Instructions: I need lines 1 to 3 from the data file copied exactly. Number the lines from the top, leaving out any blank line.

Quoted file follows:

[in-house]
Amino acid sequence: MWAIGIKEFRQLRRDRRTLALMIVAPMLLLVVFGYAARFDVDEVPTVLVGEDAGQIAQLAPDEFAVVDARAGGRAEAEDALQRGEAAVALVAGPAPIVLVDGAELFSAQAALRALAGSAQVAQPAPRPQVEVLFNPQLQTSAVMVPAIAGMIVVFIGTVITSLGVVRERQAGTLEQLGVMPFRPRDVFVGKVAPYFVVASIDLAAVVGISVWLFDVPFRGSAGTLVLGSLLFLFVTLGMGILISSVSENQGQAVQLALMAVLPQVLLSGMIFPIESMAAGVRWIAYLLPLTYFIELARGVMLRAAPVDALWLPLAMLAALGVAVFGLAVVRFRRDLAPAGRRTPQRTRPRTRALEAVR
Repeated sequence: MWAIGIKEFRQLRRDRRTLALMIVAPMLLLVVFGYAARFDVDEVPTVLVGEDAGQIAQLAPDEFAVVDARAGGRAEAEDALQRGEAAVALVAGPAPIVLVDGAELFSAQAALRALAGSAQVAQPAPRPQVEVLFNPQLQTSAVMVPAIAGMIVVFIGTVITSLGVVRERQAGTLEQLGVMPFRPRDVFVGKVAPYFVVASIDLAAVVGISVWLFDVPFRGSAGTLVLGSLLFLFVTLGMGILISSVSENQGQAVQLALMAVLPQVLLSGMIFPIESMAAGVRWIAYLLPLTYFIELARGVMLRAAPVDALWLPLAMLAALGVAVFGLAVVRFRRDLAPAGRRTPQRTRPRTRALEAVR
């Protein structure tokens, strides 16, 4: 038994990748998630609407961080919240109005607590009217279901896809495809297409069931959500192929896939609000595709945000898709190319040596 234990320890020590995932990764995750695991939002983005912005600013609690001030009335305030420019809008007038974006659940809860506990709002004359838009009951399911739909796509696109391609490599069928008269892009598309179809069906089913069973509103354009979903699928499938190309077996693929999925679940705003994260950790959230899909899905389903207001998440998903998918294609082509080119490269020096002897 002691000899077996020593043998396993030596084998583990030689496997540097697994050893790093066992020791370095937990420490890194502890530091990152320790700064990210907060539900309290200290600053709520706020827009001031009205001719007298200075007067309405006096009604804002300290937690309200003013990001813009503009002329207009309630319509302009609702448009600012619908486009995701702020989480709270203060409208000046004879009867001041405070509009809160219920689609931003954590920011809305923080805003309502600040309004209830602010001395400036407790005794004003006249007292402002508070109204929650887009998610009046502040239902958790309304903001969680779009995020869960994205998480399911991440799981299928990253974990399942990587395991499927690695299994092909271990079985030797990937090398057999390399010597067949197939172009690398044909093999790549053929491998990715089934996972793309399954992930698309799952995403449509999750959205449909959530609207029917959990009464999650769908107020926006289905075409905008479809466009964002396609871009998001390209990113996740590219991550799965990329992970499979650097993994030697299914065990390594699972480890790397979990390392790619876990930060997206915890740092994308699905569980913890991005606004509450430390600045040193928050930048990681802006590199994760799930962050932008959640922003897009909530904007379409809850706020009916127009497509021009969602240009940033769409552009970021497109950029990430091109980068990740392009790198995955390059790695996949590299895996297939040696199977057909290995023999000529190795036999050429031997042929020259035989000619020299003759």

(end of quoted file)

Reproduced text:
[in-house]
Amino acid sequence: MWAIGIKEFRQLRRDRRTLALMIVAPMLLLVVFGYAARFDVDEVPTVLVGEDAGQIAQLAPDEFAVVDARAGGRAEAEDALQRGEAAVALVAGPAPIVLVDGAELFSAQAALRALAGSAQVAQPAPRPQVEVLFNPQLQTSAVMVPAIAGMIVVFIGTVITSLGVVRERQAGTLEQLGVMPFRPRDVFVGKVAPYFVVASIDLAAVVGISVWLFDVPFRGSAGTLVLGSLLFLFVTLGMGILISSVSENQGQAVQLALMAVLPQVLLSGMIFPIESMAAGVRWIAYLLPLTYFIELARGVMLRAAPVDALWLPLAMLAALGVAVFGLAVVRFRRDLAPAGRRTPQRTRPRTRALEAVR
Repeated sequence: MWAIGIKEFRQLRRDRRTLALMIVAPMLLLVVFGYAARFDVDEVPTVLVGEDAGQIAQLAPDEFAVVDARAGGRAEAEDALQRGEAAVALVAGPAPIVLVDGAELFSAQAALRALAGSAQVAQPAPRPQVEVLFNPQLQTSAVMVPAIAGMIVVFIGTVITSLGVVRERQAGTLEQLGVMPFRPRDVFVGKVAPYFVVASIDLAAVVGISVWLFDVPFRGSAGTLVLGSLLFLFVTLGMGILISSVSENQGQAVQLALMAVLPQVLLSGMIFPIESMAAGVRWIAYLLPLTYFIELARGVMLRAAPVDALWLPLAMLAALGVAVFGLAVVRFRRDLAPAGRRTPQRTRPRTRALEAVR